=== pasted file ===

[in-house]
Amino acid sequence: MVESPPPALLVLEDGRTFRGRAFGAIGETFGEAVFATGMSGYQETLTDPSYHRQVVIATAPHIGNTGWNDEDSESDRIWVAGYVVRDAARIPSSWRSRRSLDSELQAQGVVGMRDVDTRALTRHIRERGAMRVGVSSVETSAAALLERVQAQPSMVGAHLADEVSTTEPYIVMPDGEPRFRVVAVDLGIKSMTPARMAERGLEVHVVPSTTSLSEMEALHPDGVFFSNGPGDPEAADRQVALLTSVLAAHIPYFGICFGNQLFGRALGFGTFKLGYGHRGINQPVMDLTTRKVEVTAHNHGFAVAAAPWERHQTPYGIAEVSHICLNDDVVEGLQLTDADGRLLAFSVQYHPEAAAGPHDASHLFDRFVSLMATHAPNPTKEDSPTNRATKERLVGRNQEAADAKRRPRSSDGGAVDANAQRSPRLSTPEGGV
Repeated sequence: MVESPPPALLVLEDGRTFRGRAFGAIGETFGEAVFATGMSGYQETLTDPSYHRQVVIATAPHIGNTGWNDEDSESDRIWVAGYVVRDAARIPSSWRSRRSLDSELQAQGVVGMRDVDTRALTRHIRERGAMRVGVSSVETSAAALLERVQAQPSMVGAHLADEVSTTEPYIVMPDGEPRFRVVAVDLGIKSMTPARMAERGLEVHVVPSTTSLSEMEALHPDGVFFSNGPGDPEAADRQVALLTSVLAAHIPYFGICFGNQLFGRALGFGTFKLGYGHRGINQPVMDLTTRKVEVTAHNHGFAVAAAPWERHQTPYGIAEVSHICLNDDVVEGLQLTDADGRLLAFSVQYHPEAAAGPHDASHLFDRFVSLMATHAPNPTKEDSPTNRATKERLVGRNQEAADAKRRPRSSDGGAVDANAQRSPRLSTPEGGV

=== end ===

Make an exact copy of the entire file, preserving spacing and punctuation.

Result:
[in-house]
Amino acid sequence: MVESPPPALLVLEDGRTFRGRAFGAIGETFGEAVFATGMSGYQETLTDPSYHRQVVIATAPHIGNTGWNDEDSESDRIWVAGYVVRDAARIPSSWRSRRSLDSELQAQGVVGMRDVDTRALTRHIRERGAMRVGVSSVETSAAALLERVQAQPSMVGAHLADEVSTTEPYIVMPDGEPRFRVVAVDLGIKSMTPARMAERGLEVHVVPSTTSLSEMEALHPDGVFFSNGPGDPEAADRQVALLTSVLAAHIPYFGICFGNQLFGRALGFGTFKLGYGHRGINQPVMDLTTRKVEVTAHNHGFAVAAAPWERHQTPYGIAEVSHICLNDDVVEGLQLTDADGRLLAFSVQYHPEAAAGPHDASHLFDRFVSLMATHAPNPTKEDSPTNRATKERLVGRNQEAADAKRRPRSSDGGAVDANAQRSPRLSTPEGGV
Repeated sequence: MVESPPPALLVLEDGRTFRGRAFGAIGETFGEAVFATGMSGYQETLTDPSYHRQVVIATAPHIGNTGWNDEDSESDRIWVAGYVVRDAARIPSSWRSRRSLDSELQAQGVVGMRDVDTRALTRHIRERGAMRVGVSSVETSAAALLERVQAQPSMVGAHLADEVSTTEPYIVMPDGEPRFRVVAVDLGIKSMTPARMAERGLEVHVVPSTTSLSEMEALHPDGVFFSNGPGDPEAADRQVALLTSVLAAHIPYFGICFGNQLFGRALGFGTFKLGYGHRGINQPVMDLTTRKVEVTAHNHGFAVAAAPWERHQTPYGIAEVSHICLNDDVVEGLQLTDADGRLLAFSVQYHPEAAAGPHDASHLFDRFVSLMATHAPNPTKEDSPTNRATKERLVGRNQEAADAKRRPRSSDGGAVDANAQRSPRLSTPEGGV